[LINK] Not just oil: US hit peak water in 1970 and nobody noticed
kim at holburn.net
Wed May 26 08:47:40 AEST 2010
> The concept of peak oil, where the inaccessibility of remaining
> deposits ensures that extraction rates start an irreversible
> decline, has been the subject of regular debate for decades.
> Although that argument still hasn't been settled—estimates range
> from the peak already having passed us to its arrival being 30 years
> in the future—having a better sense of when we're likely to hit it
> could prove invaluable when it comes to planning our energy economy.
> The general concept of peaking has also been valuable, as it applies
> to just about any finite resource. A new analysis suggests that it
> may be valuable to consider applying it to a renewable resource as
> well: the planet's water supply.
> The analysis, performed by staff at the Pacific Institute,
> recognizes that there are some significant differences between
> petroleum and water. For oil, using it involves a chemical
> transformation that won't be reversed except on geological time
> scales. Using water often leaves it in its native state, with a
> cycle that returns it to the environment in a geologic blink of an
> eye. Still, the authors make a compelling argument that, not only
> can there be a peak water, but the US passed this point around
> 1970, apparently without anyone noticing.
> They make their case based on three ways in which water can run up
> against limits on its use. The first is peak renewable water, for
> sources that rapidly replenish, like river basins or snow melt. The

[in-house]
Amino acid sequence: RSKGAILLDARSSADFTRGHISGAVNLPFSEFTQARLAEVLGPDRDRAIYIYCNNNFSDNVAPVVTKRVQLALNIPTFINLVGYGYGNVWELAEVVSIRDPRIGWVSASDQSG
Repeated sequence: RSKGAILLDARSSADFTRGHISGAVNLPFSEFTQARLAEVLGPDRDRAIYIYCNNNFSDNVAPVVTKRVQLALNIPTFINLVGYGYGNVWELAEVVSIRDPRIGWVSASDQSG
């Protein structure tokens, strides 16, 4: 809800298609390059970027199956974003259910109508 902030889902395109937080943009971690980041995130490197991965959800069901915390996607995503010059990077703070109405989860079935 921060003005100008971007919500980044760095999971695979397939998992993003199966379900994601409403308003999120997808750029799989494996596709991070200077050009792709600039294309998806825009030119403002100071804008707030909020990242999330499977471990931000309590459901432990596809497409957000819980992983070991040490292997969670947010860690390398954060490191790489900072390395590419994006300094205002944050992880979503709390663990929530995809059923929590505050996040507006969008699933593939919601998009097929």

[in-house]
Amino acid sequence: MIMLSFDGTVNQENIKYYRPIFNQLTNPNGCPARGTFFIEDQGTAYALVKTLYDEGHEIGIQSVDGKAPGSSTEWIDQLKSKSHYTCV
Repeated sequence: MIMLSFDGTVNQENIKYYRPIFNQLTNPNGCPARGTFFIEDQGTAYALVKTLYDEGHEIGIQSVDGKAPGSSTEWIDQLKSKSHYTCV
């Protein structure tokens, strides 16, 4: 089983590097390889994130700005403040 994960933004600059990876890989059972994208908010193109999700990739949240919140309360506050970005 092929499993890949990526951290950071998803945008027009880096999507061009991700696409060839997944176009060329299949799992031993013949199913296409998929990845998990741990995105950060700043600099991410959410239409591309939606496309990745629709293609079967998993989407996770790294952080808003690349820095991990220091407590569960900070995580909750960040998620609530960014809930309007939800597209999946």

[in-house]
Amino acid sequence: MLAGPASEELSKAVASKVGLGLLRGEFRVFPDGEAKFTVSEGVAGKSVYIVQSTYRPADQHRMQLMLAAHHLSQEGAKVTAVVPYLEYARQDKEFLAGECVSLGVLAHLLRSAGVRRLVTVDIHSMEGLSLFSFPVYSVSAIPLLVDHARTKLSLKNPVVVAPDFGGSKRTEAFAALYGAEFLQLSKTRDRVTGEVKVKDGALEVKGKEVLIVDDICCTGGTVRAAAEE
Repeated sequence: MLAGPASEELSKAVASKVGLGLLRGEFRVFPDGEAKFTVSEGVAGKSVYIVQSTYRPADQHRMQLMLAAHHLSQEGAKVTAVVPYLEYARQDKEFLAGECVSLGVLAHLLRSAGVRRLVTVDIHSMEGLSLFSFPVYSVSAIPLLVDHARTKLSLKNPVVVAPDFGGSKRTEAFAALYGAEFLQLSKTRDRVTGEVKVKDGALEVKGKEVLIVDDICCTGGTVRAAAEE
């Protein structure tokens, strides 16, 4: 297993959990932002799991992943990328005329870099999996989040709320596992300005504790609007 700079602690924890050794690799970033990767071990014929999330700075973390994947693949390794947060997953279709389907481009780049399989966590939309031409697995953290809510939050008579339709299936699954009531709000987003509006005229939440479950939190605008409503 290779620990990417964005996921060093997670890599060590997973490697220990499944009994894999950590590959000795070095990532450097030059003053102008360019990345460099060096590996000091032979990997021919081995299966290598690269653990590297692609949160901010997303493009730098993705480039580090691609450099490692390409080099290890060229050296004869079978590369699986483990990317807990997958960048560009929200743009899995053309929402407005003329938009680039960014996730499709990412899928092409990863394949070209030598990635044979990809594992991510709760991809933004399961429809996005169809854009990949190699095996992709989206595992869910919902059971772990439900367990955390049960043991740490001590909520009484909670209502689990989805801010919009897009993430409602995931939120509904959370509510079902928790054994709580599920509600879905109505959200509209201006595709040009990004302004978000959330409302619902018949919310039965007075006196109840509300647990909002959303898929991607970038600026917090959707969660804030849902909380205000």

> classic example here is the Colorado River where, for most years
> since 1960, essentially no water has reached the ocean. Although
> actual water use is governed by a series of interstate and
> international agreements, these simply serve to allocate every drop
> of water. Similar situations are taking place in other river basins,
> such as the Jordan.
> The second is what they term peak nonrenewable water, as exemplified
> by the use of aquifers that replenish on time scales that make them
> closer to a finite resource. (This issue is so well recognized that
> it has a Wikipedia entry.) At the moment, the Ogallala and Central
> Valley Aquifers in the US, along with a number in China and India,
> are being drained at a rate that far exceeds their recharge.
> Ultimately, usage will necessarily peak and start dropping, as it
> gets harder to get access to the remainder. Eventually, these water
> supplies will tail off to something in the neighborhood of their
> recharge rate.
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